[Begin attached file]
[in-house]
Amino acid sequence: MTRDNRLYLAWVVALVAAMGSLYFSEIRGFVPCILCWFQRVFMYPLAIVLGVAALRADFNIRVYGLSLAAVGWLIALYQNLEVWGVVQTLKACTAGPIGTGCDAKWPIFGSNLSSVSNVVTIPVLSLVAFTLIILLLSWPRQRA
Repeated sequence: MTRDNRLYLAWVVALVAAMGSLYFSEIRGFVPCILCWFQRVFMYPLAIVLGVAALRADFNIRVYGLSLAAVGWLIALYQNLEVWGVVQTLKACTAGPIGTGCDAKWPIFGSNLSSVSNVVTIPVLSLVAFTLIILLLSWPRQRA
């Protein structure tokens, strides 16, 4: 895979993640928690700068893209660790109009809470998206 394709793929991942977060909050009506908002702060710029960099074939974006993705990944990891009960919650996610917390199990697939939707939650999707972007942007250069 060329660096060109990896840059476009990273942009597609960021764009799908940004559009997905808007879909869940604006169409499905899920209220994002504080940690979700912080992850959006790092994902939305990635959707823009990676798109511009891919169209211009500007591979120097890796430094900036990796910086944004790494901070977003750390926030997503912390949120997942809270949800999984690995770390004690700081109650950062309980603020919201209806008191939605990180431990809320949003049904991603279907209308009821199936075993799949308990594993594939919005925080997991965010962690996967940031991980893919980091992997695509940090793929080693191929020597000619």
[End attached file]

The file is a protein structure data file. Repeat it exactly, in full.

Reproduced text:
[in-house]
Amino acid sequence: MTRDNRLYLAWVVALVAAMGSLYFSEIRGFVPCILCWFQRVFMYPLAIVLGVAALRADFNIRVYGLSLAAVGWLIALYQNLEVWGVVQTLKACTAGPIGTGCDAKWPIFGSNLSSVSNVVTIPVLSLVAFTLIILLLSWPRQRA
Repeated sequence: MTRDNRLYLAWVVALVAAMGSLYFSEIRGFVPCILCWFQRVFMYPLAIVLGVAALRADFNIRVYGLSLAAVGWLIALYQNLEVWGVVQTLKACTAGPIGTGCDAKWPIFGSNLSSVSNVVTIPVLSLVAFTLIILLLSWPRQRA
């Protein structure tokens, strides 16, 4: 895979993640928690700068893209660790109009809470998206 394709793929991942977060909050009506908002702060710029960099074939974006993705990944990891009960919650996610917390199990697939939707939650999707972007942007250069 060329660096060109990896840059476009990273942009597609960021764009799908940004559009997905808007879909869940604006169409499905899920209220994002504080940690979700912080992850959006790092994902939305990635959707823009990676798109511009891919169209211009500007591979120097890796430094900036990796910086944004790494901070977003750390926030997503912390949120997942809270949800999984690995770390004690700081109650950062309980603020919201209806008191939605990180431990809320949003049904991603279907209308009821199936075993799949308990594993594939919005925080997991965010962690996967940031991980893919980091992997695509940090793929080693191929020597000619």